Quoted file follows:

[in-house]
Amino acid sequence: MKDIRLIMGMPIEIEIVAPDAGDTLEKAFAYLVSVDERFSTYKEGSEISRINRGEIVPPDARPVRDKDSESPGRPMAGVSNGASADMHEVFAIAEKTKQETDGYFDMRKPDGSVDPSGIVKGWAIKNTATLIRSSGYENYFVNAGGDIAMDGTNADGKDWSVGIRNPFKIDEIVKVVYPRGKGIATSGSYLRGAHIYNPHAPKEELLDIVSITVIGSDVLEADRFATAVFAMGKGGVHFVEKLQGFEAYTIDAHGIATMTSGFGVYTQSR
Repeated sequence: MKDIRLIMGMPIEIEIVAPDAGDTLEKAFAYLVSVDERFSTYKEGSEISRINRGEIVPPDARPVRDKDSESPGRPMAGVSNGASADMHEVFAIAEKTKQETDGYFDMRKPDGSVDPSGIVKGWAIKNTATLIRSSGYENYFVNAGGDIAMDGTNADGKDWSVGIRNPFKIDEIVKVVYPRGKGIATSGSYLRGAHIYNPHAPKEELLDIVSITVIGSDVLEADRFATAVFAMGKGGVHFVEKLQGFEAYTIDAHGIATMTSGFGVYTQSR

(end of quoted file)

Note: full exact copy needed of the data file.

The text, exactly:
[in-house]
Amino acid sequence: MKDIRLIMGMPIEIEIVAPDAGDTLEKAFAYLVSVDERFSTYKEGSEISRINRGEIVPPDARPVRDKDSESPGRPMAGVSNGASADMHEVFAIAEKTKQETDGYFDMRKPDGSVDPSGIVKGWAIKNTATLIRSSGYENYFVNAGGDIAMDGTNADGKDWSVGIRNPFKIDEIVKVVYPRGKGIATSGSYLRGAHIYNPHAPKEELLDIVSITVIGSDVLEADRFATAVFAMGKGGVHFVEKLQGFEAYTIDAHGIATMTSGFGVYTQSR
Repeated sequence: MKDIRLIMGMPIEIEIVAPDAGDTLEKAFAYLVSVDERFSTYKEGSEISRINRGEIVPPDARPVRDKDSESPGRPMAGVSNGASADMHEVFAIAEKTKQETDGYFDMRKPDGSVDPSGIVKGWAIKNTATLIRSSGYENYFVNAGGDIAMDGTNADGKDWSVGIRNPFKIDEIVKVVYPRGKGIATSGSYLRGAHIYNPHAPKEELLDIVSITVIGSDVLEADRFATAVFAMGKGGVHFVEKLQGFEAYTIDAHGIATMTSGFGVYTQSR